x Abu Dhabi, UAEFriday 19 January 2018

Aiming for gold and bowing to no one

Archery offers adrenaline and excitement as a reward for patience and discipline.

Victor Fernandes, centre, Roger d'souza, left and Limon Miah, during their practice session at the Archery club at Al Forsan International Sports Resort in Abu Dhabi.
Victor Fernandes, centre, Roger d'souza, left and Limon Miah, during their practice session at the Archery club at Al Forsan International Sports Resort in Abu Dhabi.

At the archery range in Al Forsan, in Abu Dhabi, newcomers and experts lift the bow and arrow for sport and competition.

"It was exciting and there was a lot of adrenaline," said Valeri Mouton after a competition.

Before she even aimed the bow, first she had to "pad up", with a stabiliser for her arm.

"When you pad up, it gives an adventurous feel," said Ms Mouton, 34, a public relations executive.

When an archer raises the bow, steady breathing and an even heart rate are essential, but not easy.

"I naturally hold my breath, pull in and back out when I let go," Ms Mouton said. "I steadily hold my breath when I pull the bow back."

The South African likened the exercise to the film, The Hunger Games. The lead character uses a bow and arrow for hunting and the weapon is paramount to her survival.

Neil Seady, the shooting manager at Al Forsan, said because of the film, archery has received some much-needed exposure.

"That has boosted archery in the all parts of the world. I've heard people say 'I saw it in The Hunger Games and its looks cool'," he said.

In response to the demand, Mr Seady held a guns and bow competition at Al Forsan. Competitors used both weapons, and the scores were combined.

"Some of them are coming back because of the archery," he said.

Ms Mouton, who participated in the competition, said the most memorable part was the intensity.

"Your vision becomes so singular and the focus is quiet interesting. Like running, you become so focused on a tunnel vision and it can become quiet additive," she said.

After she fired the first shot, she was hooked.

"You want to keep shooting as the more shooting you do, the better your aim. I kept picking up the arrow instead of taking my time. The more rhythm I maintained, the better I was," she said.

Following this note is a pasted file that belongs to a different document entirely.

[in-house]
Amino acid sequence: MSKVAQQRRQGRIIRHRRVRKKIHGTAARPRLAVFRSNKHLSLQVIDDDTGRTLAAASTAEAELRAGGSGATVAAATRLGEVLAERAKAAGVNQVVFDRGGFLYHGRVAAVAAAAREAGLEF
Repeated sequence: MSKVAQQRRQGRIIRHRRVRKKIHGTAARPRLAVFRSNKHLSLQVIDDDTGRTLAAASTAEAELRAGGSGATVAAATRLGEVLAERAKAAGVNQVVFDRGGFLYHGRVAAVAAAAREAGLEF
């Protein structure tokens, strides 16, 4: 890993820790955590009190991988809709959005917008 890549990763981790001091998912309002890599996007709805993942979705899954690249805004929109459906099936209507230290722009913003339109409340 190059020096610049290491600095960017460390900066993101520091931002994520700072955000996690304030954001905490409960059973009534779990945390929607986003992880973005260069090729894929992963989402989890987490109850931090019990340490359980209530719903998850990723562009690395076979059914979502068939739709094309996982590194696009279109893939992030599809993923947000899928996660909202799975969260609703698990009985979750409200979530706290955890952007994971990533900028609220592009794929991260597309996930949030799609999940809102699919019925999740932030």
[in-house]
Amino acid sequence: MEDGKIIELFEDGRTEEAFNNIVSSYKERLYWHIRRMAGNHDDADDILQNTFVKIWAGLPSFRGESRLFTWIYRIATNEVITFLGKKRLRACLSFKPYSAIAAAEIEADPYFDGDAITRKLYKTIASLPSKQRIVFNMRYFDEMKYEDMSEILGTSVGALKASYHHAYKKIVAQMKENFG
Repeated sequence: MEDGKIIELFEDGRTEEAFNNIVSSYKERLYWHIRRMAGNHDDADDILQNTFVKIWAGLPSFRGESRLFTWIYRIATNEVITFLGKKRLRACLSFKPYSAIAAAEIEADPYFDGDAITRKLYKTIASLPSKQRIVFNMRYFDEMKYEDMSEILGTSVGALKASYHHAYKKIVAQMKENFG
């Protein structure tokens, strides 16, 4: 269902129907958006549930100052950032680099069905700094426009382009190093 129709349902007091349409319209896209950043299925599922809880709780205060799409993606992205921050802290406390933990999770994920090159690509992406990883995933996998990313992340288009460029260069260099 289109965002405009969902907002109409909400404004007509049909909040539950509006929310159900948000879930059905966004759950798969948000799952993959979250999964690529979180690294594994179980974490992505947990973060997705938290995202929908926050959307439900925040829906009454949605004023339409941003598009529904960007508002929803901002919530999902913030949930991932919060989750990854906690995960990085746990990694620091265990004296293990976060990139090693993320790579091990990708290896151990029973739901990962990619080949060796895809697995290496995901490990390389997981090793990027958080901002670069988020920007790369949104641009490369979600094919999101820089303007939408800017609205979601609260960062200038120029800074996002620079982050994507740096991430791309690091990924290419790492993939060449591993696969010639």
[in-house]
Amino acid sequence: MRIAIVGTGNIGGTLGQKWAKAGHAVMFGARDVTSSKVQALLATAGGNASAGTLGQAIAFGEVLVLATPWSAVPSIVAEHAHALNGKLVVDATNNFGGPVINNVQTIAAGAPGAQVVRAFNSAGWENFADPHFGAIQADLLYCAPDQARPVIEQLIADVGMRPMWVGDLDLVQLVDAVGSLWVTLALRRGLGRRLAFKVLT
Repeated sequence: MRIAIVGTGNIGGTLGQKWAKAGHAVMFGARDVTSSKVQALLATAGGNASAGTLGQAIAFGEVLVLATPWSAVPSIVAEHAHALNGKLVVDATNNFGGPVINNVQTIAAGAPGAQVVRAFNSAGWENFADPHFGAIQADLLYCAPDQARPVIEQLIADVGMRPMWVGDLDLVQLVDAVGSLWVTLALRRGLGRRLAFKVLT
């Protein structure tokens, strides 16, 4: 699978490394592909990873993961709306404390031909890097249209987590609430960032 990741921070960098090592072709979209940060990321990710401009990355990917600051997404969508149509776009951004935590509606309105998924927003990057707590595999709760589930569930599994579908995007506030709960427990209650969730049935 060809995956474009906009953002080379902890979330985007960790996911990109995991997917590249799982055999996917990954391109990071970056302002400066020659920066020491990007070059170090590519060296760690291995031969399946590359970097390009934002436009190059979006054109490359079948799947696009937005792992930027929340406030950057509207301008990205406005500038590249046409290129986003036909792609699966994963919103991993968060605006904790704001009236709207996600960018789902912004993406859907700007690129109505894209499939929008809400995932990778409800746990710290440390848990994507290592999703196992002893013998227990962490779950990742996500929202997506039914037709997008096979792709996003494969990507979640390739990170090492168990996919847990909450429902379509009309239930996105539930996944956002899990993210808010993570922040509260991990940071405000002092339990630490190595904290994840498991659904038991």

In addition to a good eye, the key for success in archery is discipline, Mr Seady said.

"It's to do with the aiming part of it and there's a way to do it correctly.

"If you do it any way, you're not obviously going to hit it but if you do it right, the result is in the score."

Rao Berenjian of the Dubai Archers said: "It's a delicate sport, it's practical but at the same time, it is like meditation."

Participating in the archery competition at the Olympics is the pinnacle of the sport.

"Its a huge amount of training. They are shooting 90 metres in the Olympics.

" It's a real top-of-your-game type of thing. The equipment they use is extremely expensive with high-end carbon fibre bows," Mr Seady said.

This year, the South Koreans are the ones to watch.

"It has become very popular there and they have schools there. They select the talent and take them from an early age and have a very dense practice programme. They become shooting machines," Mr Berenjian said.

It is one of the few sports in the Olympics where age is not a major factor.

"Those who reach the podium are mentally and physically fit as well as have a good coach," Mr Berenjian said.

Ms Mouton said she was a convert.

"If I see it on the Olympics I will watch. It's a sport I never considered but now that I've done it it'll be interesting for me to watch. For me its an art form of sport."